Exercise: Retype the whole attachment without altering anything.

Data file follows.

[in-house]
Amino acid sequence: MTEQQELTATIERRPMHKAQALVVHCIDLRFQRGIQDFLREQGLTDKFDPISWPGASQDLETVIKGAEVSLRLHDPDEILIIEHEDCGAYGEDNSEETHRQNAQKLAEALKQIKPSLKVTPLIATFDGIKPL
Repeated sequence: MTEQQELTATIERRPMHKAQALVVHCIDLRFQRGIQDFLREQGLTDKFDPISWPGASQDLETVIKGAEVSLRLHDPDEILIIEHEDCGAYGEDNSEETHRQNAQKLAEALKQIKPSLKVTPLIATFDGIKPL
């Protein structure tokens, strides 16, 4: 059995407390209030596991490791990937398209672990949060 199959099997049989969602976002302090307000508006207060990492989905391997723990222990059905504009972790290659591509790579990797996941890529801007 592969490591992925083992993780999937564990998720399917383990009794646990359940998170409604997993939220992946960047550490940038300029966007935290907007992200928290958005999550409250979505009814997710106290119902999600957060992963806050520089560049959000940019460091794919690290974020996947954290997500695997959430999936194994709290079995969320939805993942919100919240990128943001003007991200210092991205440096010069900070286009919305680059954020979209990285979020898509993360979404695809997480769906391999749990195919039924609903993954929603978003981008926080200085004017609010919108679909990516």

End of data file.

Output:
[in-house]
Amino acid sequence: MTEQQELTATIERRPMHKAQALVVHCIDLRFQRGIQDFLREQGLTDKFDPISWPGASQDLETVIKGAEVSLRLHDPDEILIIEHEDCGAYGEDNSEETHRQNAQKLAEALKQIKPSLKVTPLIATFDGIKPL
Repeated sequence: MTEQQELTATIERRPMHKAQALVVHCIDLRFQRGIQDFLREQGLTDKFDPISWPGASQDLETVIKGAEVSLRLHDPDEILIIEHEDCGAYGEDNSEETHRQNAQKLAEALKQIKPSLKVTPLIATFDGIKPL
């Protein structure tokens, strides 16, 4: 059995407390209030596991490791990937398209672990949060 199959099997049989969602976002302090307000508006207060990492989905391997723990222990059905504009972790290659591509790579990797996941890529801007 592969490591992925083992993780999937564990998720399917383990009794646990359940998170409604997993939220992946960047550490940038300029966007935290907007992200928290958005999550409250979505009814997710106290119902999600957060992963806050520089560049959000940019460091794919690290974020996947954290997500695997959430999936194994709290079995969320939805993942919100919240990128943001003007991200210092991205440096010069900070286009919305680059954020979209990285979020898509993360979404695809997480769906391999749990195919039924609903993954929603978003981008926080200085004017609010919108679909990516």